LOS ANGELES — Two former employees of Homestore (now Move Inc.) were questioned here Friday morning in the trial of Stuart Wolff, the company’s former chief executive, who has been charged with conspiracy, filing false statements with the Securities and Exchange Commission, circumvention of internal auditing controls, fraudulent insider trading, and falsification of corporate books and records.

First on the witness stand for the defense was Joe Zwicker, a wide-eyed young man in a gray suit and white shirt, who worked for Homestore in a business planning capacity in 2001.

LOS ANGELES — Two former employees of Homestore (now Move Inc.) were questioned here Friday morning in the trial of Stuart Wolff, the company’s former chief executive, who has been charged with conspiracy, filing false statements with the Securities and Exchange Commission, circumvention of internal auditing controls, fraudulent insider trading, and falsification of corporate books and records.

First on the witness stand for the defense was Joe Zwicker, a wide-eyed young man in a gray suit and white shirt, who worked for Homestore in a business planning capacity in 2001. Zwicker appeared unenthusiastic, though perhaps short of hostile, about his participation in the courtroom drama.

Jeff Ifrah, one of Wolff’s attorneys, questioned Zwicker about e-mail messages and meetings connected to Homestore’s business plans and risks and opportunities reports, which tracked the company’s projected quarterly sales. Zwicker, who is no longer employed at Homestore, answered most of the questions with statements that he had no recollection of the documents, messages or events presented to him.

Ifrah closed his examination of Zwicker with questions about whether anyone had mentioned “AOL,” “round-trip transactions,” “triangular transactions” or “buying revenue” at any of the meetings that Zwicker attended six years ago to discuss Homestore’s 2001 annual operating plan. Zwicker’s answer: “No.”

Next on the witness stand was Jason Boling, a dark-haired and broad-chested young man, who managed Homestore’s SEC reporting functions from June 2000 until June 2002. Boling testified that he researched SEC issues, fact-checked financial data in press releases and organized documents for the company’s auditors, though he didn’t verify the financial information and wasn’t involved in any of the transactions that are at issue in the trial. Ifrah at one point asked Boling whether he’d ever met Wolff. Boling’s response: “Yes, once.”

Both witnesses were cross-examined for the prosecution by Assistant U.S. Attorney Michael R. Wilner, who established that neither of them had been an officer of the corporation nor had any knowledge of the alleged senior management meetings at which Wolff and other corporate officers allegedly discussed the transactions that fraudulently inflated Homestore’s revenues to meet Wall Street analysts’ quarterly projections of the company’s financial results.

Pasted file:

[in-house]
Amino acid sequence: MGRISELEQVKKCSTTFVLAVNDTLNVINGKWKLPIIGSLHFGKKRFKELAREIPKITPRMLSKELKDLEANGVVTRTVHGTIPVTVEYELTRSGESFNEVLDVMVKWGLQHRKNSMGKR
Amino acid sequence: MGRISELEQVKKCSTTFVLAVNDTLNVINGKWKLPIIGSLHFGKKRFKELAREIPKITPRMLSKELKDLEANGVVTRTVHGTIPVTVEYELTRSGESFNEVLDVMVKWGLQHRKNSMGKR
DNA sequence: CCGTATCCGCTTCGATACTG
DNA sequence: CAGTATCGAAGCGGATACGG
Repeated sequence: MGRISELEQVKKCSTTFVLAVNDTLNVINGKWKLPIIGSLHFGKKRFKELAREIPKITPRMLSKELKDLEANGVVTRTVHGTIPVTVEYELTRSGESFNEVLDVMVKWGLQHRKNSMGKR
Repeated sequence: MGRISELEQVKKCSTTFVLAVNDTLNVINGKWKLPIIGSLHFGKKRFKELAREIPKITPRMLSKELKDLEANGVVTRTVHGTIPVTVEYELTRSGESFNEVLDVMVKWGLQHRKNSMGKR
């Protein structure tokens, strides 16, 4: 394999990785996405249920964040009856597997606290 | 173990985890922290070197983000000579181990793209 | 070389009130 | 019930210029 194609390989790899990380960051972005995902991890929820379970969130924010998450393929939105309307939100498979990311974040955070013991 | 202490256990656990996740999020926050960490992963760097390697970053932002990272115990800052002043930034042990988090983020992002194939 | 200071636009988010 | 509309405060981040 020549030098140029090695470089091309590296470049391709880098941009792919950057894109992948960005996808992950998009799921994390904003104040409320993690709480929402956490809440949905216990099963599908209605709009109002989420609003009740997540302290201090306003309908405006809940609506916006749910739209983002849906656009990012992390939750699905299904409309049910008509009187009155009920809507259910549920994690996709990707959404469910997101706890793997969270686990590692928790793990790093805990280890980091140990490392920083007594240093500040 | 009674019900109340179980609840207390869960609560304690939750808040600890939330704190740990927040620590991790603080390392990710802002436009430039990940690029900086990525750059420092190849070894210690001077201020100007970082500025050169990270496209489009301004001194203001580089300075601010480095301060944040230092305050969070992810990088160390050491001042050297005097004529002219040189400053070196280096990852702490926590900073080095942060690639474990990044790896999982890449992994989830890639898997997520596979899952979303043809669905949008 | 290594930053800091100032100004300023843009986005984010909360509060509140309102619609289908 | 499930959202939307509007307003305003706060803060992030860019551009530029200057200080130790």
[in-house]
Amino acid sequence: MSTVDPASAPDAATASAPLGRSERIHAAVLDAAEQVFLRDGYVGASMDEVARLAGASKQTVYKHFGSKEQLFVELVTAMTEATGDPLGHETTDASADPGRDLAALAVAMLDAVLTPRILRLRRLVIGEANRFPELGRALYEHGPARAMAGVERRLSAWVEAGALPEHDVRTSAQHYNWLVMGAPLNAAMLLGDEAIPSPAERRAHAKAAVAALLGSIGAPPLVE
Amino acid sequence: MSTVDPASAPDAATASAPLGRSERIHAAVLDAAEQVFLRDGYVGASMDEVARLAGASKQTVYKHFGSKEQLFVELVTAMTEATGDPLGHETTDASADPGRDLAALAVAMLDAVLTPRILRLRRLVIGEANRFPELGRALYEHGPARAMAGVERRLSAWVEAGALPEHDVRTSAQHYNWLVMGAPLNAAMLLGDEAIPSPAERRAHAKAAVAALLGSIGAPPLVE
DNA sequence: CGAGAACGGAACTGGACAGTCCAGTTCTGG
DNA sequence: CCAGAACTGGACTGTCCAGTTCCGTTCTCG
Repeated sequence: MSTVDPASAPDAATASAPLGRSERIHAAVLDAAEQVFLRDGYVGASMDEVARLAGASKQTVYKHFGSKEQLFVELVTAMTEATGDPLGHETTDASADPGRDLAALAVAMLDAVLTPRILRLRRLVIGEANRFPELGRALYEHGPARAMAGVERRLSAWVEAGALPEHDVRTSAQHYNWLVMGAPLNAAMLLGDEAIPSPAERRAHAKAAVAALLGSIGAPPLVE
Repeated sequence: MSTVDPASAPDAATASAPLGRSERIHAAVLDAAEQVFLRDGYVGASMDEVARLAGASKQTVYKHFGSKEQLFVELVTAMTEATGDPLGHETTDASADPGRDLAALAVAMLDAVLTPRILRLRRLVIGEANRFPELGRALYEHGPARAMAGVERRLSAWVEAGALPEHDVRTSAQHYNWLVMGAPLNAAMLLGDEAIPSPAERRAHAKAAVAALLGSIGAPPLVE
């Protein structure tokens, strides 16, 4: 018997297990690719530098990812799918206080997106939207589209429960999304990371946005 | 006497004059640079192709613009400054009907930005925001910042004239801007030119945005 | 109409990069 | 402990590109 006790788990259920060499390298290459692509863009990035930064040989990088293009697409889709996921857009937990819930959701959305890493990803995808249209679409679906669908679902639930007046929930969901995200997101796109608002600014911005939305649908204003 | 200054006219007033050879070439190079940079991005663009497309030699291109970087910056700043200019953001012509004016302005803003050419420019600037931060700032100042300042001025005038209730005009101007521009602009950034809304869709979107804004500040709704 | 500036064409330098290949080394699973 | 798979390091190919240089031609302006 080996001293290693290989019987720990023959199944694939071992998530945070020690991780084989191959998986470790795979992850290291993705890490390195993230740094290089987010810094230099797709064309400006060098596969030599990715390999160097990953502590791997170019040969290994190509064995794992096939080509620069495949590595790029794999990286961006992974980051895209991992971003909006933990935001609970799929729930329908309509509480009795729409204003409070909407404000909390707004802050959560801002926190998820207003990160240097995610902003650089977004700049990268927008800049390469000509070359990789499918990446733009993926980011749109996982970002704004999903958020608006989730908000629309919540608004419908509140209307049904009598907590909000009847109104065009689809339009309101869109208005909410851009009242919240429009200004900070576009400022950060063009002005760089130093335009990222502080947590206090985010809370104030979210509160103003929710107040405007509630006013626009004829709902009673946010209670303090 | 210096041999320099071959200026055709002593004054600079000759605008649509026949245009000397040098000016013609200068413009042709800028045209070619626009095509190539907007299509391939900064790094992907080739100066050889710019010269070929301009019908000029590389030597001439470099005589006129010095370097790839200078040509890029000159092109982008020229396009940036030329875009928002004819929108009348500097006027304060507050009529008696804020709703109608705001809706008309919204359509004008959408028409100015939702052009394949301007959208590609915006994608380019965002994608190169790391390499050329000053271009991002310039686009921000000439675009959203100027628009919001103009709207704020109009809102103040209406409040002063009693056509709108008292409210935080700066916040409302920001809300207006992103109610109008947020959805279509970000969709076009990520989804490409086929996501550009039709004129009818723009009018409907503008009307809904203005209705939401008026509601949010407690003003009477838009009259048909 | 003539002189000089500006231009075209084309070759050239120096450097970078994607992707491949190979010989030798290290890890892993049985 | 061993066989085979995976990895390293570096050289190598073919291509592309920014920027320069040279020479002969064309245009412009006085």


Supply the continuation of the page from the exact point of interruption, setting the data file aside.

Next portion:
“Do you have any information with respect to the substance of these transactions?” Wilner asked Zwicker. Answer: “No, I do not.”

Ifrah returned fire on redirect, when he asked Zwicker whether there were any “secrets lurking” in Homestore’s risks and opportunities reports. Zwicker’s reply: “Not that I was aware of.”

Wilner was repeatedly on his feet throughout the testimony to object to Ifrah’s questions as being vague, broad, ambiguous or without foundation. Judge Percy Anderson sustained these objections more often than not, after which Ifrah rephrased his questions to the witnesses, both of whom said they hadn’t met with any of the attorneys in advance to discuss or prepare their testimony.

The testimony of both employees was also interrupted by a number of sidebars, during which Anderson conferred with Ifrah about documents the defense wanted to present. The government and defense attorneys (including Lawrence Barcella in a snazzy purple tie) huddled about the court reporter for these discussions out of the hearing of the witnesses, the jurors and the few observers in the courtroom.

The jurors, who have endured several weeks of testimony about Homestore’s advertising contracts and financial reporting procedures, appeared to be exceedingly bored throughout most of Friday’s testimony. Several of them were nearly asleep at times while others fidgeted in their chairs.

The defense has called Joe Hanauer, Homestore’s chairman of the board, and Wolff’s former secretary to the witness stand as well, and has signaled its intention to question other former employees this week. Whether Wolff, who appeared gaunt, tired and noticeably thinner than his former self, will testify in his own defense has not yet been revealed.

Ten former employees have pleaded guilt to criminal charges and violations of SEC regulations in the case, which has been called “the Enron of real estate.” Wolff is the only defendant in the trial, which opened March 28 at the U.S. district courthouse in downtown Los Angeles.

Marcie Geffner is a real estate reporter in Los Angeles.

For more Inman News coverage of the Stuart Wolff trial, see “Former Homestore CFO testifies against Wolff,” “Chickenpox delays Wolff trial,” “Sixth witness testifies in Stuart Wolff trial,” “Ex-Homestore CFO testifies against Wolff,” and “Trial begins for former Homestore exec.”

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